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Here’s What You Need To Remember When You Go Through An Early Life Crisis

Here’s What You Need To Remember When You Go Through An Early Life Crisis

Sooner or later, everyone will go through a life crisis. Marcus Geduld has shared his view on Quora about what everyone needs to remember when going through an early life crisis.

Here’s a secret – there are four types of people in the world:

1. People who, from an early age, know exactly what they want to do and are still doing it in their 50s and 60s.

My friend Meggin is like that. In elementary school, Meggin was already writing. By high school, she had written several novels. Now she’s the best-selling author of “The Princess Diaries.” It’s incredible because it’s so rare. A tiny percentile of people are like her. You’re not like her; I’m not either. Get over it.

2. People who, from an early age, think they know what they want to do.

They often have big surprises in their 40s, realizing they don’t actually enjoy what they’ve committed to. Many of the apparently-directed people you see are in this group. You’re feeling lost now. They’ll go through what you’re going through later, but it will be much more complicated, because they’ll have husbands, wives, kids, and mortgages. So as nuts as it seems, you’re lucky.

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3. People who don’t care about big goals.

They know how to follow rules (e.g. do the homework, study for the test, do what the boss demands) and the enjoy dotting I’s and crossing T’s. They coast.

4. People like you who are lost.

Most young people are in that final category. Some hide it better than others. Some even hide it from themselves. Do your peers all seem more confident and directed than you? They’re not. Most of them are faking it or just aren’t as introspective as you are. Talk to them in 20 years and they’ll tell you how frightened and confused they were back when they were in college. So the first thing to realize is that feeling lost is part of being a 20-something.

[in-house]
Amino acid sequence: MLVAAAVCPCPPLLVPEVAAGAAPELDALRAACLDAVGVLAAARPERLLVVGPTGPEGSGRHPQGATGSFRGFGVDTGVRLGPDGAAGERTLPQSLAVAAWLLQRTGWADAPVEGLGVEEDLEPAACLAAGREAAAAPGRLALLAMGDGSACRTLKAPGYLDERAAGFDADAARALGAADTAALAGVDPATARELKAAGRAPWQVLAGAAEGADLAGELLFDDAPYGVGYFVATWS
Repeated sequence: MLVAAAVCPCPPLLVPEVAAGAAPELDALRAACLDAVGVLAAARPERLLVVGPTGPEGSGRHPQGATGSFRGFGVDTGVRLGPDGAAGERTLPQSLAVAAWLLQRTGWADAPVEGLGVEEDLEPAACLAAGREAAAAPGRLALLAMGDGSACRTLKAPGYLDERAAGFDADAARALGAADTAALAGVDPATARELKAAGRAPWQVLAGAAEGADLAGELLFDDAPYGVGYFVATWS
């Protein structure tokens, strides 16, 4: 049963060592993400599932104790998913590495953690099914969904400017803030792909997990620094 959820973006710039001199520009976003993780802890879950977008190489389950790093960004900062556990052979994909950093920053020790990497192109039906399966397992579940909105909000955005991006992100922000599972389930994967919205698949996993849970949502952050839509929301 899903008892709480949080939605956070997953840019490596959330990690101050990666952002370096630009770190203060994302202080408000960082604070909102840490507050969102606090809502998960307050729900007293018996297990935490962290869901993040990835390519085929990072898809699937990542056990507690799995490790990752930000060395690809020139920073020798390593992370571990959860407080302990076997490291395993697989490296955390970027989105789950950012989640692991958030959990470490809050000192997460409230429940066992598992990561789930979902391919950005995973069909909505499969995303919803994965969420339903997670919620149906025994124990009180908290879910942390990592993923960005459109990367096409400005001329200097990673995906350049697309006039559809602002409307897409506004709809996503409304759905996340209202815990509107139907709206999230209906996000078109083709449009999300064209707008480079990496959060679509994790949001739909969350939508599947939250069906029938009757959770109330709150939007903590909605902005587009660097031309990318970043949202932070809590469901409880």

To be honest, it’s part of being a 40-something, but those of us who don’t have midlife crises tend to embrace it. I enjoy being lost, because it allows me to be surprised. I prefer to have life hit me than to hit life. Anything could happen!

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When I first started directing plays, I was terrified because I didn’t know what I was doing. My goal was to come up with a plan so that I could have some confidence. It took me 20 years to figure out that the fun was having no idea what I was doing. The fun part of directing is making it up as I go along. So I’m just as lost now as I was back then. But when you’re lost, you can either view it as a scared child, alone in the woods, or as a brave explorer, open to experience.

We can subdivide lost people into two groups:

1. People who are truly lost.

They really do have no passions. Their emotions are blunted. This group may be clinically depressed. If you’re a member, I urge you to seek professional help. There are treatments for depression. There are ones involving meds and ones involving talk therapy (e.g. cognitive-behavioral therapy) that can be quite effective. If you’re clinically depressed, Quora can’t help you but a doctor probably can.

Also note that lots of people use “my career” and “my major” as proxies for their real concerns. When I was in college, most of my complaints about lofty things (“what am I going to do with my life?” “what’s it all about?” “how can I find meaning?”) really came down to panic that I didn’t have a girlfriend.

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2. People who have bought into cultural norms of what they’re “supposed” to do.